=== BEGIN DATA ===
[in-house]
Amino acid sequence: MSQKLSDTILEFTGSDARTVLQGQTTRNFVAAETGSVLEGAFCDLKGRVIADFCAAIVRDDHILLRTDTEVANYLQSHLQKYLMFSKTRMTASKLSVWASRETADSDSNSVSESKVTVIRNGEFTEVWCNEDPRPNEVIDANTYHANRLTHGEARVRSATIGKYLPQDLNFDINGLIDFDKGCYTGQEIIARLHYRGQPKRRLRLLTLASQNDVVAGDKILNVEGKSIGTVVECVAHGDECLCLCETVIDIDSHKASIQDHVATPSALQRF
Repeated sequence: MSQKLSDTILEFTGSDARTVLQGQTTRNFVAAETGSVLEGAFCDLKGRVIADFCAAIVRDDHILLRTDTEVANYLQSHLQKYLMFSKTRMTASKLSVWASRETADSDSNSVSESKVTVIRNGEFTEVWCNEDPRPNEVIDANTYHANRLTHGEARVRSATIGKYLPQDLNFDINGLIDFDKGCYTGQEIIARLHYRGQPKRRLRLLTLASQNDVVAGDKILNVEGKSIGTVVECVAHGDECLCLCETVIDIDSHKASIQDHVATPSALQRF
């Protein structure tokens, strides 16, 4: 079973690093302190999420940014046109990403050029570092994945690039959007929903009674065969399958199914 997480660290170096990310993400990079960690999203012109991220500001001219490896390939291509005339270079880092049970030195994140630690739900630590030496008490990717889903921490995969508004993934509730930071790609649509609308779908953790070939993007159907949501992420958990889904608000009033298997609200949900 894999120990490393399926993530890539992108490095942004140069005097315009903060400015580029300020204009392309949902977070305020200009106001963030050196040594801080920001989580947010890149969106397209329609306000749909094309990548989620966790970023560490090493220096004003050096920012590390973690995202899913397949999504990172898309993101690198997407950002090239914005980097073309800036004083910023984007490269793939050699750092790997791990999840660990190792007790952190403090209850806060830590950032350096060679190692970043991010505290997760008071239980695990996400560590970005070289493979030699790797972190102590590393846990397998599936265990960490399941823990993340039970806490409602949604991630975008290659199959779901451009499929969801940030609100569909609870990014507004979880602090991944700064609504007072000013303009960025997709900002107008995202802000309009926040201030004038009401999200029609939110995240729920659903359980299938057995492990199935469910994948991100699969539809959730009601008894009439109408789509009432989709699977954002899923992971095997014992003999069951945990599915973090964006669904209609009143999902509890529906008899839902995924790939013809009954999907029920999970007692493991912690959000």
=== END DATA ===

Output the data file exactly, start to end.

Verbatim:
[in-house]
Amino acid sequence: MSQKLSDTILEFTGSDARTVLQGQTTRNFVAAETGSVLEGAFCDLKGRVIADFCAAIVRDDHILLRTDTEVANYLQSHLQKYLMFSKTRMTASKLSVWASRETADSDSNSVSESKVTVIRNGEFTEVWCNEDPRPNEVIDANTYHANRLTHGEARVRSATIGKYLPQDLNFDINGLIDFDKGCYTGQEIIARLHYRGQPKRRLRLLTLASQNDVVAGDKILNVEGKSIGTVVECVAHGDECLCLCETVIDIDSHKASIQDHVATPSALQRF
Repeated sequence: MSQKLSDTILEFTGSDARTVLQGQTTRNFVAAETGSVLEGAFCDLKGRVIADFCAAIVRDDHILLRTDTEVANYLQSHLQKYLMFSKTRMTASKLSVWASRETADSDSNSVSESKVTVIRNGEFTEVWCNEDPRPNEVIDANTYHANRLTHGEARVRSATIGKYLPQDLNFDINGLIDFDKGCYTGQEIIARLHYRGQPKRRLRLLTLASQNDVVAGDKILNVEGKSIGTVVECVAHGDECLCLCETVIDIDSHKASIQDHVATPSALQRF
């Protein structure tokens, strides 16, 4: 079973690093302190999420940014046109990403050029570092994945690039959007929903009674065969399958199914 997480660290170096990310993400990079960690999203012109991220500001001219490896390939291509005339270079880092049970030195994140630690739900630590030496008490990717889903921490995969508004993934509730930071790609649509609308779908953790070939993007159907949501992420958990889904608000009033298997609200949900 894999120990490393399926993530890539992108490095942004140069005097315009903060400015580029300020204009392309949902977070305020200009106001963030050196040594801080920001989580947010890149969106397209329609306000749909094309990548989620966790970023560490090493220096004003050096920012590390973690995202899913397949999504990172898309993101690198997407950002090239914005980097073309800036004083910023984007490269793939050699750092790997791990999840660990190792007790952190403090209850806060830590950032350096060679190692970043991010505290997760008071239980695990996400560590970005070289493979030699790797972190102590590393846990397998599936265990960490399941823990993340039970806490409602949604991630975008290659199959779901451009499929969801940030609100569909609870990014507004979880602090991944700064609504007072000013303009960025997709900002107008995202802000309009926040201030004038009401999200029609939110995240729920659903359980299938057995492990199935469910994948991100699969539809959730009601008894009439109408789509009432989709699977954002899923992971095997014992003999069951945990599915973090964006669904209609009143999902509890529906008899839902995924790939013809009954999907029920999970007692493991912690959000």